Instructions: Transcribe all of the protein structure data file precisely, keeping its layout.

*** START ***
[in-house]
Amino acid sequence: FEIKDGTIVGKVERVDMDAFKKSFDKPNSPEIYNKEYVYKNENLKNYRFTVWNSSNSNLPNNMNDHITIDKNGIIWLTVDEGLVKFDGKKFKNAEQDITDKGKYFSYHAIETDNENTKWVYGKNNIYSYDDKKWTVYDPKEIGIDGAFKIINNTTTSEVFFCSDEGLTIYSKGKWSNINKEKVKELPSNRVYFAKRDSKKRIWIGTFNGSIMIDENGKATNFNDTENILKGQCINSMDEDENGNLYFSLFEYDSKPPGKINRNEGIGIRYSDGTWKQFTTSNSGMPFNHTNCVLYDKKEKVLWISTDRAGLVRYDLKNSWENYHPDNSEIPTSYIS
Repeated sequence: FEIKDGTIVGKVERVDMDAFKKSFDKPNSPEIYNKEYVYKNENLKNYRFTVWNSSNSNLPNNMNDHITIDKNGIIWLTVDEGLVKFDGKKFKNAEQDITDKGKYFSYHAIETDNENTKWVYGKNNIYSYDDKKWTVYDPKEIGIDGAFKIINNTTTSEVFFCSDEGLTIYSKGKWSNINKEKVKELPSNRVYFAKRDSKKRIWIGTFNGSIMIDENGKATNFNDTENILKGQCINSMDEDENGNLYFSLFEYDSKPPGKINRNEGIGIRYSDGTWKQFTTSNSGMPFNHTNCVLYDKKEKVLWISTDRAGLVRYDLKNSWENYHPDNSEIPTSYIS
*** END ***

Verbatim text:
[in-house]
Amino acid sequence: FEIKDGTIVGKVERVDMDAFKKSFDKPNSPEIYNKEYVYKNENLKNYRFTVWNSSNSNLPNNMNDHITIDKNGIIWLTVDEGLVKFDGKKFKNAEQDITDKGKYFSYHAIETDNENTKWVYGKNNIYSYDDKKWTVYDPKEIGIDGAFKIINNTTTSEVFFCSDEGLTIYSKGKWSNINKEKVKELPSNRVYFAKRDSKKRIWIGTFNGSIMIDENGKATNFNDTENILKGQCINSMDEDENGNLYFSLFEYDSKPPGKINRNEGIGIRYSDGTWKQFTTSNSGMPFNHTNCVLYDKKEKVLWISTDRAGLVRYDLKNSWENYHPDNSEIPTSYIS
Repeated sequence: FEIKDGTIVGKVERVDMDAFKKSFDKPNSPEIYNKEYVYKNENLKNYRFTVWNSSNSNLPNNMNDHITIDKNGIIWLTVDEGLVKFDGKKFKNAEQDITDKGKYFSYHAIETDNENTKWVYGKNNIYSYDDKKWTVYDPKEIGIDGAFKIINNTTTSEVFFCSDEGLTIYSKGKWSNINKEKVKELPSNRVYFAKRDSKKRIWIGTFNGSIMIDENGKATNFNDTENILKGQCINSMDEDENGNLYFSLFEYDSKPPGKINRNEGIGIRYSDGTWKQFTTSNSGMPFNHTNCVLYDKKEKVLWISTDRAGLVRYDLKNSWENYHPDNSEIPTSYIS